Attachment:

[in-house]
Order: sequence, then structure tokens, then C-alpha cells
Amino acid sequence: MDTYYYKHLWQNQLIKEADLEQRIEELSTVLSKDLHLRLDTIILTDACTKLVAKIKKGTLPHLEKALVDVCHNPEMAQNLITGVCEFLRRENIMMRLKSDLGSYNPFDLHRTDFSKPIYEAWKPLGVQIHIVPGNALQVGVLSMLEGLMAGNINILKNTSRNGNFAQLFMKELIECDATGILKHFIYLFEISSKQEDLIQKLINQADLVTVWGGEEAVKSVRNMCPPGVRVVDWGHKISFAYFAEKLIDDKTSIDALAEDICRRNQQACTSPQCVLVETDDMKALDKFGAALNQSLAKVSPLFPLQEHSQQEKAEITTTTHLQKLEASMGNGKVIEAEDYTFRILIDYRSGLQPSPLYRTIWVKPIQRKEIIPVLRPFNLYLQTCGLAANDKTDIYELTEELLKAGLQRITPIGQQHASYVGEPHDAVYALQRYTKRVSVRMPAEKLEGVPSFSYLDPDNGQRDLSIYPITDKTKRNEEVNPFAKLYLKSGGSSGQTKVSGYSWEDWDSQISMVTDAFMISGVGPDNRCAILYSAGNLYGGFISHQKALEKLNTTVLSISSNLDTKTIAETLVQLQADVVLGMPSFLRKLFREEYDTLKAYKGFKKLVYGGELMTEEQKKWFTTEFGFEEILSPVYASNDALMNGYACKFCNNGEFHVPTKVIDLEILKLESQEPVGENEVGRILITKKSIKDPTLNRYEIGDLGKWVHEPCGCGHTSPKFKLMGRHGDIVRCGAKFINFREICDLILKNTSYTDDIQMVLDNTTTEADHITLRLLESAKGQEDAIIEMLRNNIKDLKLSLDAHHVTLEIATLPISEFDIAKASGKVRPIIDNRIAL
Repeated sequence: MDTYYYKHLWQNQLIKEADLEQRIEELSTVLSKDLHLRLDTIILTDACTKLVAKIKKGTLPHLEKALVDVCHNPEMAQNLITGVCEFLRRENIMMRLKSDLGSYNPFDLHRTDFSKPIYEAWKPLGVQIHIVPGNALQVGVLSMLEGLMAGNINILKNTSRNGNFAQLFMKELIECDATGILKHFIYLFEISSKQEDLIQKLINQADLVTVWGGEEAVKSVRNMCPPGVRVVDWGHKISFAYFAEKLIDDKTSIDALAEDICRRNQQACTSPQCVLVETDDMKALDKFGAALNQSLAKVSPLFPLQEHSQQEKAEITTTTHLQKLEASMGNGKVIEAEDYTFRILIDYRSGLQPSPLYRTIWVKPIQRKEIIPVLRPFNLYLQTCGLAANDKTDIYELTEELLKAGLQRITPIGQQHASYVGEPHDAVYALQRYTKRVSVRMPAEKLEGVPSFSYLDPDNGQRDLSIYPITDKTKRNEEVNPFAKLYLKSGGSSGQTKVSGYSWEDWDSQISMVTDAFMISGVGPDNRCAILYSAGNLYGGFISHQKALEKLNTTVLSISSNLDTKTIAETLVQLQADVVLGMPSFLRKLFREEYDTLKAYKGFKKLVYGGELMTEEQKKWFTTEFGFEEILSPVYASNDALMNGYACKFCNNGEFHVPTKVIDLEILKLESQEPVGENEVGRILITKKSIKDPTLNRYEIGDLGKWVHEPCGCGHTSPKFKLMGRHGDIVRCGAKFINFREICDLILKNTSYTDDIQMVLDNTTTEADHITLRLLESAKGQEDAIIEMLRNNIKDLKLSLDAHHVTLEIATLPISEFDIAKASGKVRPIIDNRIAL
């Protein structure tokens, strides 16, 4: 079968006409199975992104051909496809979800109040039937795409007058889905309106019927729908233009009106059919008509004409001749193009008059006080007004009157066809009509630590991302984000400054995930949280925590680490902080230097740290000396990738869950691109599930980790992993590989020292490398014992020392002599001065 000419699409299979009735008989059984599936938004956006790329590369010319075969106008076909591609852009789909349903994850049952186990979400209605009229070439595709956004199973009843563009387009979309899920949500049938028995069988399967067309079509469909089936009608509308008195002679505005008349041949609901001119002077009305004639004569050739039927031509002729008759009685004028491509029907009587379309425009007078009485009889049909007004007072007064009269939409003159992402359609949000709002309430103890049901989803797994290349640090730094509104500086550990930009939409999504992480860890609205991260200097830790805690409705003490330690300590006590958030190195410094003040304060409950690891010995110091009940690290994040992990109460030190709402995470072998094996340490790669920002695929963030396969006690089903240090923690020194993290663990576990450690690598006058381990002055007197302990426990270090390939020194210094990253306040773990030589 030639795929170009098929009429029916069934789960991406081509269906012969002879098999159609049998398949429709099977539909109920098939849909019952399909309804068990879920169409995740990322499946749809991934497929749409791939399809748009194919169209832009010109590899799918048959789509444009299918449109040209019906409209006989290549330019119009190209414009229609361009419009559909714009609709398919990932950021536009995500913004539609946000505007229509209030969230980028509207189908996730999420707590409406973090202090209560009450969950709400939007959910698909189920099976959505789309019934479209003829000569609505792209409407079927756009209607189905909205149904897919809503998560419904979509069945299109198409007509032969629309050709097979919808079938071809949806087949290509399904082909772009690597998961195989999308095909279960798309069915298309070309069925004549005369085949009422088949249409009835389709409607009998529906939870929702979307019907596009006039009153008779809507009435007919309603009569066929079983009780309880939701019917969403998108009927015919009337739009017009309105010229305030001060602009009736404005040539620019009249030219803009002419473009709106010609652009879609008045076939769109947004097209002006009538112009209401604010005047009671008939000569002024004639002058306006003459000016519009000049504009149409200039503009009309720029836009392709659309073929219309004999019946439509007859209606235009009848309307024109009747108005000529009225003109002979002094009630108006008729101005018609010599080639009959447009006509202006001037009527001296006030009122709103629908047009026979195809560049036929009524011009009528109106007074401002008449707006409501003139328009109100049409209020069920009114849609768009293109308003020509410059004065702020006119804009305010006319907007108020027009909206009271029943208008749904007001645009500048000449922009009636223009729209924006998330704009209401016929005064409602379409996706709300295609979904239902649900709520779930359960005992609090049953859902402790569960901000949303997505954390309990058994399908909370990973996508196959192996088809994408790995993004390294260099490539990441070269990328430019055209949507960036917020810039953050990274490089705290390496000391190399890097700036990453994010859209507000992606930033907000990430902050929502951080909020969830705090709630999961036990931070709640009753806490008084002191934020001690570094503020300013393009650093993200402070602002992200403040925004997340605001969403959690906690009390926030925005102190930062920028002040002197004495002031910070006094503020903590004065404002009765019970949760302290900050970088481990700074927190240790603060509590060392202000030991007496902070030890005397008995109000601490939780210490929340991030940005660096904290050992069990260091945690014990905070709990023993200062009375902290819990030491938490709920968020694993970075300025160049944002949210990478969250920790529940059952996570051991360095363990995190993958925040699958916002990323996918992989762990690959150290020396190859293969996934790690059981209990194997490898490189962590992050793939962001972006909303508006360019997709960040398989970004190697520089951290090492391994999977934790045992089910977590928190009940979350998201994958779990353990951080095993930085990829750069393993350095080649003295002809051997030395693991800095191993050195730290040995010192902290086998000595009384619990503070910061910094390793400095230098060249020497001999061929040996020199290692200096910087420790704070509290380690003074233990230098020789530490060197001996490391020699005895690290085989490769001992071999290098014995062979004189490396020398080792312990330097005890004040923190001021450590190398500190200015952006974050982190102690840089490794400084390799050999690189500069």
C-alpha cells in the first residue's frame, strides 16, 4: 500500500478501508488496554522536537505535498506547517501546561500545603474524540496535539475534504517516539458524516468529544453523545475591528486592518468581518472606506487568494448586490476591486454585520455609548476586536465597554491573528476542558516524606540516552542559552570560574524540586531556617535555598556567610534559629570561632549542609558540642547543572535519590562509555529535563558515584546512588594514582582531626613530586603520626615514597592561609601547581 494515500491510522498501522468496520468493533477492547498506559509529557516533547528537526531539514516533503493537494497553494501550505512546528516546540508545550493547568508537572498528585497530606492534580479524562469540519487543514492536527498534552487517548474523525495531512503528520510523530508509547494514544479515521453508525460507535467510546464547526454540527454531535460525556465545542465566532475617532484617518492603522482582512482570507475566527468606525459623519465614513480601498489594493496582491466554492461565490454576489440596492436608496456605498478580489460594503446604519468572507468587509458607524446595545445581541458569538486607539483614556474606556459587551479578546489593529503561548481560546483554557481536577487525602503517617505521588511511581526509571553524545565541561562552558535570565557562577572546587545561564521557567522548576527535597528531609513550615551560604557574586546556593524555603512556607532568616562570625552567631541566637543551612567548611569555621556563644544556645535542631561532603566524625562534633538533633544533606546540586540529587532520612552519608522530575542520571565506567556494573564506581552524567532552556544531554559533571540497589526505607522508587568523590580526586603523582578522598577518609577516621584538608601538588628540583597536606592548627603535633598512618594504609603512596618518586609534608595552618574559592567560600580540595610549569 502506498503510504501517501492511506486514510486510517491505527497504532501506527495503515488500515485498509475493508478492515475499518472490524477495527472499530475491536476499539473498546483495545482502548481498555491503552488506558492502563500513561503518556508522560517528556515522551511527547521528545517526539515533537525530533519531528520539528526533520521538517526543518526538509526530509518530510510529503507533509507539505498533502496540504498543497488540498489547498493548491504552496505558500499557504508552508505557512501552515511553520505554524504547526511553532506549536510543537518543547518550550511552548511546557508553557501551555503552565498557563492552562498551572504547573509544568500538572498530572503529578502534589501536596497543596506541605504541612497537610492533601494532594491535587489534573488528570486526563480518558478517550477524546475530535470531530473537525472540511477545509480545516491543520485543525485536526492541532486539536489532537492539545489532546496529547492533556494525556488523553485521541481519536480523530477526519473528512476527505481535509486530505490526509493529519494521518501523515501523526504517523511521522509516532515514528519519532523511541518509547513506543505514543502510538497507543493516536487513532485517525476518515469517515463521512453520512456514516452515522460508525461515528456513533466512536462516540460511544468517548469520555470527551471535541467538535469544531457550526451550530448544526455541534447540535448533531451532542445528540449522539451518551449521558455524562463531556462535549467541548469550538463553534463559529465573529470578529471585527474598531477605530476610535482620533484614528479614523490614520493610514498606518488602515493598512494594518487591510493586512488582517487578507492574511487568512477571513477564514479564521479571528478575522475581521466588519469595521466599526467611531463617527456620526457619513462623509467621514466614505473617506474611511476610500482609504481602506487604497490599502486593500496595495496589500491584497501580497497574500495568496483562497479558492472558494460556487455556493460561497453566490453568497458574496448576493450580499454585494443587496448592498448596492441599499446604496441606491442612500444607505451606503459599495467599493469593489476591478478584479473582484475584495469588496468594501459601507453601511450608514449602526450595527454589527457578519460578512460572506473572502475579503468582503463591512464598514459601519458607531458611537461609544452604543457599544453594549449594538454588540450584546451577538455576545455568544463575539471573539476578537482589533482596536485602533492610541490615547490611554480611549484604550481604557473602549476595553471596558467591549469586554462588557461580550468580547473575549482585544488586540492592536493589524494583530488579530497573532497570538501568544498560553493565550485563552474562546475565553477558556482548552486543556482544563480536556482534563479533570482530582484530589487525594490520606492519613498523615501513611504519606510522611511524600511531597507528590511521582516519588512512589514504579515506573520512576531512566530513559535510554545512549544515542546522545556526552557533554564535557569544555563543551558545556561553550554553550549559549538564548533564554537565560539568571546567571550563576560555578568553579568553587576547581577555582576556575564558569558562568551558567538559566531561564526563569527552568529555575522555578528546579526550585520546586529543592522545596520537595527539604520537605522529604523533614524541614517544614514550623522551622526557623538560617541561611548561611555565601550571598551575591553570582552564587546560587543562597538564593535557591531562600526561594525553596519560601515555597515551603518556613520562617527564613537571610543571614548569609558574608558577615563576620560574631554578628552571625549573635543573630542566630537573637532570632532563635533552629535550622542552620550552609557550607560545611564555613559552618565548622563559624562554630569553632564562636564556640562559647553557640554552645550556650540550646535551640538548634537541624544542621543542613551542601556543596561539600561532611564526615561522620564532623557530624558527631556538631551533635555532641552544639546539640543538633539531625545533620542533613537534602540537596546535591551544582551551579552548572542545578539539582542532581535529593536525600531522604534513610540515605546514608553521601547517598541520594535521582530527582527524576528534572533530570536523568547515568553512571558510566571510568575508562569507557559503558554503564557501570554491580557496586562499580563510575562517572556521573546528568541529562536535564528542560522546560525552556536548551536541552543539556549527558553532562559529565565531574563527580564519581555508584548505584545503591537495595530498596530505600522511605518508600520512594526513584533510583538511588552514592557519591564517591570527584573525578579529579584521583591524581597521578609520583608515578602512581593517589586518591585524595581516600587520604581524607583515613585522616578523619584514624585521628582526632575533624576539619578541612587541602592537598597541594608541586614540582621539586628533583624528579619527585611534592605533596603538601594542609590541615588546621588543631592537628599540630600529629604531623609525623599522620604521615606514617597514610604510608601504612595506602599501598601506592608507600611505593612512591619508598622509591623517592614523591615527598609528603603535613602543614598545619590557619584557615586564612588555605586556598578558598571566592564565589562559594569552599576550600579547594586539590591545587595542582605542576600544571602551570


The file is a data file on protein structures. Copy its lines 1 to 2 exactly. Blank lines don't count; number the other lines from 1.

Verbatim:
[in-house]
Order: sequence, then structure tokens, then C-alpha cells